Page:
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Cohen May Be Way For DA Bragg’s Prosecutors To Avoid Quick Defeat: Turley

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OPINION: This article may contain commentary which reflects the author's opinion.


Georgetown University law school professor Jonathan Turley said on Monday, following testimony by Michael Cohen in former President Donald Trump’s hush money case, that Manhattan District Attorney Alvin Bragg may be using the longtime fixer-lawyer to prolong the case and avoid a quick defeat.

Cohen, previously convicted of lying to Congress while facing additional allegations of perjury, appeared in court to testify in the case revolving around a $130,000 payment to adult film actress Stormy Daniels. Ahead of Cohen’s testimony, New York Judge Juan Merchan rejected prosecutors’ plea to present a severance agreement involving former Trump Organization executive Allen Weisselberg as evidence prior to Cohen’s testimony.

“It was really interesting before his testimony to watch this effort to get in the agreement of the accountant. That was such an obvious and dishonest move by the prosecutors,” Turley said, referring to Weisselberg’s severance agreement, during a Fox News segment.

“You have to wonder whether this judge is having second thoughts about his failure to stop this case or at least force the prosecution to be clear about it. There is nothing stopping the prosecutor from calling that accountant, so the introduction of that agreement was clearly intended to suggest to the jury that they have some smoking gun evidence, but because of this agreement, they can’t present it. That’s entirely untrue, and so Merchan was right to say I’m not going to let you do that,” Turley continued.

“It goes to how this is a Potemkin village of a case. They are proving stuff not in evidence while leaving suggestions of stuff that is in evidence with the jury,” Turley added. “So the thing to keep in mind is: When the prosecution wraps up its case, the defense will stand up and make a standard motion for a directed verdict to say there is insufficient evidence to support a crime in this case.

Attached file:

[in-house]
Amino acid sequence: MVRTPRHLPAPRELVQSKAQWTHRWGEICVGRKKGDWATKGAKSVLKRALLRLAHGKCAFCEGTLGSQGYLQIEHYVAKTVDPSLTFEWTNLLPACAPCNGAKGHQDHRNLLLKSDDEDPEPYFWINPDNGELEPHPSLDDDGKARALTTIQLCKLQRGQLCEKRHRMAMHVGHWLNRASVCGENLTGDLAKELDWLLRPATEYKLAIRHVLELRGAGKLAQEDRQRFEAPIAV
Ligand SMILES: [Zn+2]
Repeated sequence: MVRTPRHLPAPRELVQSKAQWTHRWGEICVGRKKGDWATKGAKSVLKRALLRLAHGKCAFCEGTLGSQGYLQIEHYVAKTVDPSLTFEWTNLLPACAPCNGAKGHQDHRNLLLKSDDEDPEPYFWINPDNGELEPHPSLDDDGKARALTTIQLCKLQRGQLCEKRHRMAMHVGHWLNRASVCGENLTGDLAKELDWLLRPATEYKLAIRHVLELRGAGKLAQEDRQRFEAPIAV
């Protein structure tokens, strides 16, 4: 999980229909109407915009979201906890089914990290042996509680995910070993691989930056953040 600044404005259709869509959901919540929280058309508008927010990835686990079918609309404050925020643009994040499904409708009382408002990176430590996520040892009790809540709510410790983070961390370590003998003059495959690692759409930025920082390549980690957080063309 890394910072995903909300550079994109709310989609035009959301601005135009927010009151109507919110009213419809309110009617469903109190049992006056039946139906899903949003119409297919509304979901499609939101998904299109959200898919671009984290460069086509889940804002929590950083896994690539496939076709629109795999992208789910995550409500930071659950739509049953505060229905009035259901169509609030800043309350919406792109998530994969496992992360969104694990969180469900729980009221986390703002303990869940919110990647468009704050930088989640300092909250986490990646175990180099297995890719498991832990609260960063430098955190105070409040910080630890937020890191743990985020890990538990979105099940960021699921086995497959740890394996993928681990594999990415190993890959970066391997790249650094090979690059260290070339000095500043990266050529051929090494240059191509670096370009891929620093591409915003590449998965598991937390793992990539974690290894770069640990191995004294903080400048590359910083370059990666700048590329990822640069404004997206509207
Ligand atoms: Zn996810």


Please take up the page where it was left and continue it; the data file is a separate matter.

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“That’s an extremely powerful argument because you have seen we’re still debating what the crime is. Even on this network, you have people disagreeing as to what the theory of this case is, and the prosecution is about to wrap,” he added.

In March 2023, Bragg obtained an indictment containing 34 felony counts related to falsifying business records. He asserted that the payment to Daniels was executed to conceal or facilitate another unspecified crime, as outlined in the indictment, reports have said.

“Now, what the prosecution is worried about is that even Judge Merchan may just say, ‘You know what? I gave you a shot, and you didn’t sink it, and so I’m going to direct this verdict; I’m going to issue an acquittal,’” Turley said. “The way they are going to get around that is just get Cohen to say ‘this happened, that he intentionally wanted me to put – wanted this to be a legal expense, he intentionally was committing fraud, he was trying to conceal campaign violations,’ even though very few people on earth would believe Michael Cohen.

“The prosecutors will argue to the judge ‘that is a credibility question, judge, and you need to let this go to the jury, whether you believe him or not, that is a fact question for the jury.’ That is their entire strategy, and so as unbelievable as Cohen may be, I don’t think the prosecutors think he will be believable, they just want him to check a box,” he added.

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Meanwhile, a paralegal from Bragg’s office testified on Friday that three pages of phone records between Cohen and Daniels’s lawyer, Keith Davidson, were deleted from their evidence, while Trump’s legal team was not notified about the removal, according to reports.

According to CNN, Trump attorney Emil Bove questioned paralegal Jaden Jarmel-Schneider on Friday concerning the deletion of three pages of 2018 phone records between Davidson and Cohen by Bragg’s office.

The altered call records were submitted as evidence, the reports said, but Bragg’s office failed to inform Trump’s defense team that three pages were missing.

Tampering with evidence is a class E felony in the Empire State under New York Consolidation Laws, Penal Law § 215.40.

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